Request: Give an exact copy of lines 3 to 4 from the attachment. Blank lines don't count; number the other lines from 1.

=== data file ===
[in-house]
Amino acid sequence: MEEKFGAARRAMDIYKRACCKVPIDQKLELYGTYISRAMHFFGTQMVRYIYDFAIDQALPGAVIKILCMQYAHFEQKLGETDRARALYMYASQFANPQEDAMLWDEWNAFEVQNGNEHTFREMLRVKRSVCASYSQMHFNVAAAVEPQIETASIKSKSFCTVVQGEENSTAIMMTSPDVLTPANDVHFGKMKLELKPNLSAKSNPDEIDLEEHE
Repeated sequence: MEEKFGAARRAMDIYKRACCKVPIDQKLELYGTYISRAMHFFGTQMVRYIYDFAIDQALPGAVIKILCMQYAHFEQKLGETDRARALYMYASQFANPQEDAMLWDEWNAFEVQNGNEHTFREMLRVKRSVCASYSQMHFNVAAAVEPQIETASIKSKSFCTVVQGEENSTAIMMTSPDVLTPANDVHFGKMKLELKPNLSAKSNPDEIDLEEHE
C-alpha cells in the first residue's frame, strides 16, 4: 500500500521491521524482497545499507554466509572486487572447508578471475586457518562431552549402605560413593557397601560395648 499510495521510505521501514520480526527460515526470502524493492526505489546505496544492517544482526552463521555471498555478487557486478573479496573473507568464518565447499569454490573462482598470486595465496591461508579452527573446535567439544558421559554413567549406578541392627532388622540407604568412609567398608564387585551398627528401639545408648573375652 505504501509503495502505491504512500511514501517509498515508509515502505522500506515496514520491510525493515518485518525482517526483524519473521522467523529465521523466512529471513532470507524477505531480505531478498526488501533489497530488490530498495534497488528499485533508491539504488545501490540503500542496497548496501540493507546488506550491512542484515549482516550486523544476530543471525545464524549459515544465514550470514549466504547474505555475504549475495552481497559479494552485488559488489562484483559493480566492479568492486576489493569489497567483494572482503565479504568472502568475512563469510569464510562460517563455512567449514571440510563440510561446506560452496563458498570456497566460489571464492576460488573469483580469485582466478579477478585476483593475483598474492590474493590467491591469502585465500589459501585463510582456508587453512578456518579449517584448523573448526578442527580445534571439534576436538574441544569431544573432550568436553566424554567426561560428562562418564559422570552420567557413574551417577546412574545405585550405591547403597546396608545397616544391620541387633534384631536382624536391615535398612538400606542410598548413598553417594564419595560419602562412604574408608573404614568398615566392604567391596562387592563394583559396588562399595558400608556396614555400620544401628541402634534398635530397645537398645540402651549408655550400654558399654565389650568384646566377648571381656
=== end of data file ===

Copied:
Repeated sequence: MEEKFGAARRAMDIYKRACCKVPIDQKLELYGTYISRAMHFFGTQMVRYIYDFAIDQALPGAVIKILCMQYAHFEQKLGETDRARALYMYASQFANPQEDAMLWDEWNAFEVQNGNEHTFREMLRVKRSVCASYSQMHFNVAAAVEPQIETASIKSKSFCTVVQGEENSTAIMMTSPDVLTPANDVHFGKMKLELKPNLSAKSNPDEIDLEEHE
C-alpha cells in the first residue's frame, strides 16, 4: 500500500521491521524482497545499507554466509572486487572447508578471475586457518562431552549402605560413593557397601560395648 499510495521510505521501514520480526527460515526470502524493492526505489546505496544492517544482526552463521555471498555478487557486478573479496573473507568464518565447499569454490573462482598470486595465496591461508579452527573446535567439544558421559554413567549406578541392627532388622540407604568412609567398608564387585551398627528401639545408648573375652 505504501509503495502505491504512500511514501517509498515508509515502505522500506515496514520491510525493515518485518525482517526483524519473521522467523529465521523466512529471513532470507524477505531480505531478498526488501533489497530488490530498495534497488528499485533508491539504488545501490540503500542496497548496501540493507546488506550491512542484515549482516550486523544476530543471525545464524549459515544465514550470514549466504547474505555475504549475495552481497559479494552485488559488489562484483559493480566492479568492486576489493569489497567483494572482503565479504568472502568475512563469510569464510562460517563455512567449514571440510563440510561446506560452496563458498570456497566460489571464492576460488573469483580469485582466478579477478585476483593475483598474492590474493590467491591469502585465500589459501585463510582456508587453512578456518579449517584448523573448526578442527580445534571439534576436538574441544569431544573432550568436553566424554567426561560428562562418564559422570552420567557413574551417577546412574545405585550405591547403597546396608545397616544391620541387633534384631536382624536391615535398612538400606542410598548413598553417594564419595560419602562412604574408608573404614568398615566392604567391596562387592563394583559396588562399595558400608556396614555400620544401628541402634534398635530397645537398645540402651549408655550400654558399654565389650568384646566377648571381656